A Middle Eastern Fiction Reader
Perhaps it’s my fault for falling too much in love with London and Paris as a teenager, or maybe it’s American society’s fault for not including Middle Eastern studies in more of its curricula. Or perhaps the place is just too complicated, and too far away. Whatever the reason, when we went to war, I realized I knew next to nothing about the Middle East.
This troubled me, especially when the perpetual news dispatches from the region became redundant and boring in spite of the horrors they contained. They were beyond my comprehension; I needed context. So after a time, in an effort to understand, I turned to a familiar source of comfort: the novel.
First came The Kite Runner, passed along by a friend; I read it in a breathless nine hours. Khaled Hosseini’s remarkable story of Afghanistan not only offers a riveting, touching tale and deeply engaging characters, but it tells of the country’s complicated and tragic history of poverty, invasion and racial conflicts.
The book opens as its narrator, Amir, is growing up in Kabul during the final peaceful years of its monarchy (the late '60s and early '70s). His best friend is Hassan, the son of his family’s live-in servant. Hassan is a Hazara, an ethnic minority that some of the native Pushtuns wish expelled, one way or another. Amir and Hassan’s friendship is shattered when Hassan becomes victim to a horrific hate crime that Amir witnesses but does not try to prevent; the two grow irrevocably apart when Amir and his father flee to the United States upon the Soviet invasion. Amir’s guilt-ridden adult life consumes the book’s second half: As he struggles to adapt to a new country, care for his aging father and start a family, he searches for ways to make up for abandoning his friend at his most urgent moment of need.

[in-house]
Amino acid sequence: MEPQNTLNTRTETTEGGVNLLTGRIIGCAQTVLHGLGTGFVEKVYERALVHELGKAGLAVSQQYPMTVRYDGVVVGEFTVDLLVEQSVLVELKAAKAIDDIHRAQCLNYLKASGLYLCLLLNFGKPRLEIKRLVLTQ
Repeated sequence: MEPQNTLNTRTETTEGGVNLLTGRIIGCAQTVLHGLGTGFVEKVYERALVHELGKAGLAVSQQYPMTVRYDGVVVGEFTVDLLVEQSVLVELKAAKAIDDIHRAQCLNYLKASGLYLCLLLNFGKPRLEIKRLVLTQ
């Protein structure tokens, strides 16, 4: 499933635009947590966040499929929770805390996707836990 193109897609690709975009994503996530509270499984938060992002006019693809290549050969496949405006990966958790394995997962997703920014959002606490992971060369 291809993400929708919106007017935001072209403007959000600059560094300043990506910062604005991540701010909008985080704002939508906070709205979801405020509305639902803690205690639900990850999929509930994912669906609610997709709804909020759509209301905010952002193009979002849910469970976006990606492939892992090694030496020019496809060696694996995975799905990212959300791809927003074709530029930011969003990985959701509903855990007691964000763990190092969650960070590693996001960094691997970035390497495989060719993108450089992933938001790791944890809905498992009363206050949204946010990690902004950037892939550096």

The book was a phenom; it remains a paperback bestseller, surely driven by interests similar to my own. Hosseini’s story barely touches upon September 11th and the American-waged war in Afghanistan before it ends, but it does portray the brutal reign of the Taliban, at one point bringing Amir face to face with one of its most flagrant (if fictional) leaders. A public sporting event is turned into a public execution; the Talibs roam in trucks with their signature guns, beards and black turbans. Villages are burned and houses lack roofs -- this is the Afghanistan many of us know. But to glimpse the nation when it was peaceful is the true gift of Hosseini’s excellent book: It gives us hope that the fledgling nation can succeed again.
The Kite Runner is a very masculine story, filled with violence, anger and pride. So Laila Halaby’s West of the Jordan is a pleasant follow-up, a deeply feminine book that explores a host of fundamental conflicts: those between Israel and Palestine, Islam and the West and men and women. Halaby knows each first-hand, as the daughter of a Jordanian father and an American mother. She moved to Arizona from Lebanon when she was five but later studied in Jordan. Her book, the product of her time abroad, consists of four first-person narratives of female Arab cousins, told in a cycle of voices.
Two of the women have moved to America: One, Soraya, distresses her family by dancing in public and dressing provocatively; the other, young Khadija, struggles to reconcile her family’s conservativeness with her American friends’ precocity. Mawal lives in the West Bank, firmly ensconced in Palestinian tradition. And the most compelling tale belongs to Hala, a Jordanian attending school in the United States who thinks she’s fully pulled away from her past and her family’s traditions, but a return to Jordan finds her consumed by romantic love for an older male cousin.
While the book is more internal voices and less external action, the reality of the Israeli-Palestinian conflict never quite disappears from its periphery. In one touching but compelling scene, Hala recalls the time she and her cousin tried to paddle in a boat across the sea “home,” to occupied Palestine. Along the way they were stopped by soldiers; their family waited terrified on the beach until they returned. Similarly, Islamic tradition clashes with Western ideals, whether it’s choosing between marriage and education or between a native robe and jeans. And we encounter the particular difficulties of emigration: Halaby’s Jordan loses many of its young men to the United States. At one point, she writes of those who return to visit, only to leave as soon as they can: “To make a long story short, they just couldn’t stand it.”